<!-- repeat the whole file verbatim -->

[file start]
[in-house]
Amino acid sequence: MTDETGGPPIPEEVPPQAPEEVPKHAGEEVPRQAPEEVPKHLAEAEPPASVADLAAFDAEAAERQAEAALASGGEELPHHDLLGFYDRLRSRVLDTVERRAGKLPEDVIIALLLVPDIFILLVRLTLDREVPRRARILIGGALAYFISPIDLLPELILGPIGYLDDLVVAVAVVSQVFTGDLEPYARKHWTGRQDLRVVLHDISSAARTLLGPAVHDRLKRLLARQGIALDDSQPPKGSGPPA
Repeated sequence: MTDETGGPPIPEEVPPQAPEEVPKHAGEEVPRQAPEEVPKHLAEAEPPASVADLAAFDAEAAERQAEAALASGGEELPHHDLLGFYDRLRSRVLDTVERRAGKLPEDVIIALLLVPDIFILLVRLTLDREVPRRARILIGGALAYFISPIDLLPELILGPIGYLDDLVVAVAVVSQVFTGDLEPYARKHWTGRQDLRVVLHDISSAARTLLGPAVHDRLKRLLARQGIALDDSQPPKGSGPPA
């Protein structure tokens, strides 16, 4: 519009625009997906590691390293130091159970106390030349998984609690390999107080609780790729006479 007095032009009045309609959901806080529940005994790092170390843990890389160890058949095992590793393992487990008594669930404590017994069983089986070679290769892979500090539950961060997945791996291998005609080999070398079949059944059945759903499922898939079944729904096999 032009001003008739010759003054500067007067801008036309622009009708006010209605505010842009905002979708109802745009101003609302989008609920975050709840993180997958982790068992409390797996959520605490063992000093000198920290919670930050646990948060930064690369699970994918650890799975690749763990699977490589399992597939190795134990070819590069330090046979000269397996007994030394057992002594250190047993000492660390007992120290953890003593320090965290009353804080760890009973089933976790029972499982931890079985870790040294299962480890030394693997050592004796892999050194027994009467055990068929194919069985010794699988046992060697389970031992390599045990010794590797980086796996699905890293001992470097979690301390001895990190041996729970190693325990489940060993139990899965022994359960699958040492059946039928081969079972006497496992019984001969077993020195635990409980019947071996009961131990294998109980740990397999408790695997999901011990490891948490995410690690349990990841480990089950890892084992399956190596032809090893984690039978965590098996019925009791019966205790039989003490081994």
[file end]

[in-house]
Amino acid sequence: MTDETGGPPIPEEVPPQAPEEVPKHAGEEVPRQAPEEVPKHLAEAEPPASVADLAAFDAEAAERQAEAALASGGEELPHHDLLGFYDRLRSRVLDTVERRAGKLPEDVIIALLLVPDIFILLVRLTLDREVPRRARILIGGALAYFISPIDLLPELILGPIGYLDDLVVAVAVVSQVFTGDLEPYARKHWTGRQDLRVVLHDISSAARTLLGPAVHDRLKRLLARQGIALDDSQPPKGSGPPA
Repeated sequence: MTDETGGPPIPEEVPPQAPEEVPKHAGEEVPRQAPEEVPKHLAEAEPPASVADLAAFDAEAAERQAEAALASGGEELPHHDLLGFYDRLRSRVLDTVERRAGKLPEDVIIALLLVPDIFILLVRLTLDREVPRRARILIGGALAYFISPIDLLPELILGPIGYLDDLVVAVAVVSQVFTGDLEPYARKHWTGRQDLRVVLHDISSAARTLLGPAVHDRLKRLLARQGIALDDSQPPKGSGPPA
């Protein structure tokens, strides 16, 4: 519009625009997906590691390293130091159970106390030349998984609690390999107080609780790729006479 007095032009009045309609959901806080529940005994790092170390843990890389160890058949095992590793393992487990008594669930404590017994069983089986070679290769892979500090539950961060997945791996291998005609080999070398079949059944059945759903499922898939079944729904096999 032009001003008739010759003054500067007067801008036309622009009708006010209605505010842009905002979708109802745009101003609302989008609920975050709840993180997958982790068992409390797996959520605490063992000093000198920290919670930050646990948060930064690369699970994918650890799975690749763990699977490589399992597939190795134990070819590069330090046979000269397996007994030394057992002594250190047993000492660390007992120290953890003593320090965290009353804080760890009973089933976790029972499982931890079985870790040294299962480890030394693997050592004796892999050194027994009467055990068929194919069985010794699988046992060697389970031992390599045990010794590797980086796996699905890293001992470097979690301390001895990190041996729970190693325990489940060993139990899965022994359960699958040492059946039928081969079972006497496992019984001969077993020195635990409980019947071996009961131990294998109980740990397999408790695997999901011990490891948490995410690690349990990841480990089950890892084992399956190596032809090893984690039978965590098996019925009791019966205790039989003490081994």